God descended from heaven; the most exalted man, no matter how much he lowers himself, lowers himself from the same earth. Come down, then, to them. Quit mounting laments over your moral abasement, as if it were not God who told us: ‘Go and preach and baptize…’ Look, they are like sheep without a shepherd. Come down to them through humility and patience. The missionary comes down and draws near to them when he visits them, when he speaks with them, when he builds friendships with them, when he even eats with them and is like them; he comes down when he listens to their matters with interest, and hears their cares with attention. He lowers himself when, for their good, he has to abandon his tastes, his comfort. He lowers himself when he is compassionate with their calamities, compassionate with their shortcomings, and conceals their duplicity. […] What gains authority in the eyes of any people is the missionary Father’s naturalness, when he finds himself among them as if he is among his own. When they are convinced that we don’t long for our own land, and live among them like they are our own people, that we belong to them and they belong to us; that we love them and they love us.”
The thought, “Que grande Stanislawsi!” welled-up from inside me, above all because it made me realize that he has meditated and prayed about these supernatural mysteries well. I’ve never preached about this idea to the catechists… yet he knew it like a great spiritual author. I was left exceedingly amazed.
Stay firm in the breach!
Fr. Diego Cano, IVE.
 P. Juan Carrascal, SJ. “Si vas a ser misionero.” Editorial translation.
God Doesn’t Leave Us
I returned from the Easter Sunday celebration in the village of Kangeme. There we had baptisms of babies, and also of a few older children and adolescents. An older woman also received baptism, was confirmed, and received Christ for the first time. Then after Mass, we proceeded to the festivities with the 28 children who had received First Communion. Everything was late, as always. While we were waiting for the food, we sang some songs to celebrate and entertain ourselves. Then the celebration continued normally, with the meal, cake, and more dancing. It was a beautiful climate of joy, in which the children died laughing to watch their catechists and parents dance to some children songs. It was a simple expression of a true interior joy, joy in the resurrection of Christ and in having resurrected with Him through the sacraments.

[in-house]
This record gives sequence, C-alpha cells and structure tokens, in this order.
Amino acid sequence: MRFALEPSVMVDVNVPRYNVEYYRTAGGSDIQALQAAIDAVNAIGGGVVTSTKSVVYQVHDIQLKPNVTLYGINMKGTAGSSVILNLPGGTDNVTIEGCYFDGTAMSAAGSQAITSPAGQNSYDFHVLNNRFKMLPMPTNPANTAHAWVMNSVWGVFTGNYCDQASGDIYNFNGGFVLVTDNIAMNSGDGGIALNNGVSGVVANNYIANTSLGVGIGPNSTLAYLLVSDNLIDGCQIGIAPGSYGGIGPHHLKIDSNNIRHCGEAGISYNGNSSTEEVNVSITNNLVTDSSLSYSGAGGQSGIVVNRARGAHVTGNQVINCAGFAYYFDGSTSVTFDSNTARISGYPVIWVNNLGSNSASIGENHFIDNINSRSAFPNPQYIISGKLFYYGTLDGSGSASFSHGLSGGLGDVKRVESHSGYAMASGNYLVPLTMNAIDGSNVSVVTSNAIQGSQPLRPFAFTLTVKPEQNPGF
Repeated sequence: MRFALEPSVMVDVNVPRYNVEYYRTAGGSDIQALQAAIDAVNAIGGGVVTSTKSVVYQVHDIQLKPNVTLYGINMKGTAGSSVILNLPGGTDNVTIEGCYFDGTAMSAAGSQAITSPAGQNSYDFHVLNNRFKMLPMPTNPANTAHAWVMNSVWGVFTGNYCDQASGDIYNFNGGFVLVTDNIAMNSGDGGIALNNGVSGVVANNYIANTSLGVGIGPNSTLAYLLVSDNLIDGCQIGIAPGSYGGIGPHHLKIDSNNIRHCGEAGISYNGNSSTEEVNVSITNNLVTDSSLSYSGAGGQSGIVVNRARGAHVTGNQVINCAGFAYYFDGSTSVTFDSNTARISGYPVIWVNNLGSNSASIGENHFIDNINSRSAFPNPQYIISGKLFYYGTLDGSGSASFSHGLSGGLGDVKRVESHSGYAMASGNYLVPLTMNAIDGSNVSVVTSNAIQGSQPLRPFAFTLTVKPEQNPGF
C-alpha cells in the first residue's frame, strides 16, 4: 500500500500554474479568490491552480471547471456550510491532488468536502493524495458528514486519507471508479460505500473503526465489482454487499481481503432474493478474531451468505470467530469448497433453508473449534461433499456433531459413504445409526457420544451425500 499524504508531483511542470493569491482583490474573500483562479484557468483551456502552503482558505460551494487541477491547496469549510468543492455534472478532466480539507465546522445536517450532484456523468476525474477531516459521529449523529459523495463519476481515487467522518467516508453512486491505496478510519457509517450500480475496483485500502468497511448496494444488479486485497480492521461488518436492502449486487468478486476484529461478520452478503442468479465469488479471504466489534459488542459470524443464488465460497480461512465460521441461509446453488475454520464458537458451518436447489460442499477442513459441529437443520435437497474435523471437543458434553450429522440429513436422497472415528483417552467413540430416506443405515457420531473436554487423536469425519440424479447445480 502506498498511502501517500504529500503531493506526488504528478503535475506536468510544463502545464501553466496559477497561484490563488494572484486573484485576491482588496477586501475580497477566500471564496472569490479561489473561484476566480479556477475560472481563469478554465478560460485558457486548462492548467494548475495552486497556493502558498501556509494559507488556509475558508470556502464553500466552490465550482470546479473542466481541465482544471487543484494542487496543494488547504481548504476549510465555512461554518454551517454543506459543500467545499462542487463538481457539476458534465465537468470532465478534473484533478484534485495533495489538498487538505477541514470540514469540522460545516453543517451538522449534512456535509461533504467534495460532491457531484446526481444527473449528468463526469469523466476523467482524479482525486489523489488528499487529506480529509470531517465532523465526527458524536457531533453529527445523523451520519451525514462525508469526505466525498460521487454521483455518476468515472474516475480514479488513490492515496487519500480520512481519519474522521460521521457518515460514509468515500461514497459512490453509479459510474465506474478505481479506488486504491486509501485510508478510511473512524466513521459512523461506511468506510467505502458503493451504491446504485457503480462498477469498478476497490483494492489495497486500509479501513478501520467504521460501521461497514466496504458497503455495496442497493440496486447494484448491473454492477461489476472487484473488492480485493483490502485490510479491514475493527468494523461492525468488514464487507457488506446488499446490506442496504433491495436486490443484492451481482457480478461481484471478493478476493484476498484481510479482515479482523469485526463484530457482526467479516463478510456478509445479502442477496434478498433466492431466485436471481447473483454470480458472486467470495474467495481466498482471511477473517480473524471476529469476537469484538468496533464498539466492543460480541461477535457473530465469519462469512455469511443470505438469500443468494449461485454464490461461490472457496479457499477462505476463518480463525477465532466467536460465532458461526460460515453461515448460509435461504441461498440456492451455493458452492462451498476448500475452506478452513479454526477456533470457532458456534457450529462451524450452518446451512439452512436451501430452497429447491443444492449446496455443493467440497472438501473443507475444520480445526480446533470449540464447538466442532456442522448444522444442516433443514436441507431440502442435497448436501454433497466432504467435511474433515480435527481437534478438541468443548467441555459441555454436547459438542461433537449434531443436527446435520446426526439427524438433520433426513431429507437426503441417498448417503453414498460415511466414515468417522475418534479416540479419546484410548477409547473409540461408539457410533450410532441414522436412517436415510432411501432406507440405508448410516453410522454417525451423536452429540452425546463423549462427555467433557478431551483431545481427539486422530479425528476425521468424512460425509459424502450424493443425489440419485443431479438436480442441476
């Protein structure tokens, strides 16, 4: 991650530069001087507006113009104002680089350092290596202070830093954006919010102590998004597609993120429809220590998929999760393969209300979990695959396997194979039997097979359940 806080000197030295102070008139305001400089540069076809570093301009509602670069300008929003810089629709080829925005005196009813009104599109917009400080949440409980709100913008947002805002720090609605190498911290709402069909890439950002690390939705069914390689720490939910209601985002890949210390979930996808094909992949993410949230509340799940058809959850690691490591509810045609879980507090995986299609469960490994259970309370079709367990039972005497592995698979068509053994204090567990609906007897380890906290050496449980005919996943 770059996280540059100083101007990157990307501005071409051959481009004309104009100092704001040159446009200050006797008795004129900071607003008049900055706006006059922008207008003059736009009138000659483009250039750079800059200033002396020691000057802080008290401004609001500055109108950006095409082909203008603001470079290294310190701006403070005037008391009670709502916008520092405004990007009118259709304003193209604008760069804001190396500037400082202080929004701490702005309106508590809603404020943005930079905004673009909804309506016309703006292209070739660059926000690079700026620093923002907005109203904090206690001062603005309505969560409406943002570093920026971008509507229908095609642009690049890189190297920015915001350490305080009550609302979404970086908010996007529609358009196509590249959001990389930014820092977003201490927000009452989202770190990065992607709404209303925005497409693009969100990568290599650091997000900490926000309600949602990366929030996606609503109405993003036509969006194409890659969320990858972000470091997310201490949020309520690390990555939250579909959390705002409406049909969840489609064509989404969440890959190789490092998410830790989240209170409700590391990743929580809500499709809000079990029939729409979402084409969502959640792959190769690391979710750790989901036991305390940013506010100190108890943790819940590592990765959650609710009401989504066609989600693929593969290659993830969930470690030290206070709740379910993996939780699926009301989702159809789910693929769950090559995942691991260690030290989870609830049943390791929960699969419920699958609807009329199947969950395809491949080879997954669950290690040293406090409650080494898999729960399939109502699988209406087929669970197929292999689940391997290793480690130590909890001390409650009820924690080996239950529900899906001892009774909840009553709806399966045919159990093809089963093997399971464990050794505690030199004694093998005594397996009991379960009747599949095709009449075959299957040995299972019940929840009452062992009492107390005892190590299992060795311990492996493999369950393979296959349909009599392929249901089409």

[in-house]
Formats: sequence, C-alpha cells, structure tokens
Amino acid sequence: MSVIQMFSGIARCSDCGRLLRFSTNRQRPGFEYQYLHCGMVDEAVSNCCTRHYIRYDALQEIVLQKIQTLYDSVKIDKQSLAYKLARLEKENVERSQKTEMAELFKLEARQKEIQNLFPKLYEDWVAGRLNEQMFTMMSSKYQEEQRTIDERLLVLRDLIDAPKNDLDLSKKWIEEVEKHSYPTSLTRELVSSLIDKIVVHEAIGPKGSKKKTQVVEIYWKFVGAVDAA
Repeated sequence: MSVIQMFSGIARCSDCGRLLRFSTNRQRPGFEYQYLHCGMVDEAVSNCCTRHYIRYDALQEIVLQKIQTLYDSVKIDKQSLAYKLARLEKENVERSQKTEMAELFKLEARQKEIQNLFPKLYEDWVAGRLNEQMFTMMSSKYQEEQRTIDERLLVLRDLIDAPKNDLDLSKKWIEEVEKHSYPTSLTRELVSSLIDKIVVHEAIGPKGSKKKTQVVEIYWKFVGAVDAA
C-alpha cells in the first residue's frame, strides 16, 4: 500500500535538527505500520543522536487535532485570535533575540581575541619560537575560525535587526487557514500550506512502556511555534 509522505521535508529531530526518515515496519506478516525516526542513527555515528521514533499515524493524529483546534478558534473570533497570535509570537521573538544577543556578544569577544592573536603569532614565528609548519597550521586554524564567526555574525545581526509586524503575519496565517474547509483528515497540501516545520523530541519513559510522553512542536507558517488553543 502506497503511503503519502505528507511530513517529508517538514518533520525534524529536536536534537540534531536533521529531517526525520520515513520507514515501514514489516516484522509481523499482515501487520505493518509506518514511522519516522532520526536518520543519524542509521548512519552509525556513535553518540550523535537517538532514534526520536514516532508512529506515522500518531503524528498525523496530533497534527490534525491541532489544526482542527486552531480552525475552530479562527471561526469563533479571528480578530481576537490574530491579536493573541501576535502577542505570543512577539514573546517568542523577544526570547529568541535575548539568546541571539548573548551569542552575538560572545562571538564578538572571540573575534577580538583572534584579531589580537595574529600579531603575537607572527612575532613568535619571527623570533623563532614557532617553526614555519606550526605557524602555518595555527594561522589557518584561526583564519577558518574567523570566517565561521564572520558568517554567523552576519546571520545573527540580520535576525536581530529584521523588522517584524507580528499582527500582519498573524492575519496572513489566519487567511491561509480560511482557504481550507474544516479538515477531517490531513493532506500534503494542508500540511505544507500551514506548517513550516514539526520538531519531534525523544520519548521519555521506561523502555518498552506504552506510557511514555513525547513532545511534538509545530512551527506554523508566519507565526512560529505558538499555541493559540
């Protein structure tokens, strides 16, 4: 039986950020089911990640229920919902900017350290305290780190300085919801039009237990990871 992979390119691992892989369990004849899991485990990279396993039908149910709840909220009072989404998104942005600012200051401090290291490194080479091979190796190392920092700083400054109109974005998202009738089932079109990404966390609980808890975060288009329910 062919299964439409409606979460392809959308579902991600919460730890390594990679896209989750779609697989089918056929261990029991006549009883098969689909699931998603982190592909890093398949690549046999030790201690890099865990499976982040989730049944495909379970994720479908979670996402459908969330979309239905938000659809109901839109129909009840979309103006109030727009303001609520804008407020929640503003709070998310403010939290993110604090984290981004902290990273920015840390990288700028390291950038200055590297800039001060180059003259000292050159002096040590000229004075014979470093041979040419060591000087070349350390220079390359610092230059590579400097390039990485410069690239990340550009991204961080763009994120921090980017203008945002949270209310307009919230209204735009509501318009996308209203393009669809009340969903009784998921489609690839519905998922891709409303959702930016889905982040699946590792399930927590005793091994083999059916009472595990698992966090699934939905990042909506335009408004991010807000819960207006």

But in reality the protagonist of this story is someone who I met on the way back to the mission. It had been a long day and a short night. There had been a lot of work, confessions, and the night was greatly interrupted by animal noises. Then there was the Easter celebration and the ensuing festivities. I was coming back in the truck, accompanied by a catechist, at about 4:00 in the afternoon, in the great heat. We were on a part of the road that was very desolate, where there are no houses for kilometers and the sand, the heat, and the mercilessly beating African sun made the way more difficult. I was hot in the car; the cassock makes us sweat a lot… However, I was surprised to see up ahead, far away and alone, a woman walking in this striking sun, carrying a child on her back and a bag in her hand. As we drew next to her she called out, “Lifitiii!,” a Swahili version of the English “lift,” something like “Give me a ride!” But she said it when we had almost already passed her, and so I stopped a little further on ahead.
The young woman came walking, and looked exhausted as she got into the car. We greeted each other, and then I asked her where she was going. She told me to the next village, but added: “I thought I would never make it.” Without knowing yet whether she was a Christian or not, or if she believed in God or not, it occurred to me to tell her: “But God never abandons us.” To which she responded, “It’s true, I had just prayed three Our Fathers to him to help me and you appeared!” I was amazed… to see these things that we say and know explained so simply and concretely. Everyone in the vehicle agreed, and I think it was a lesson for each one of us.
When we arrived in the village where both she and the catechist were going to get out, I asked permission to take a picture, since I was already thinking of telling this anecdote to all of you. I don’t know what her name was, maybe she told me and I don’t remember, since it has already been a month since this happened. I think it is a very simple story, but it teaches us that God never leaves us; he is our Father. This young woman, with her son on her back, tired and trekking across the hot sand in a deserted place in Tanzania… experienced this, and she taught it to me.
Stay firm in the breach!
Fr. Diego Cano, IVE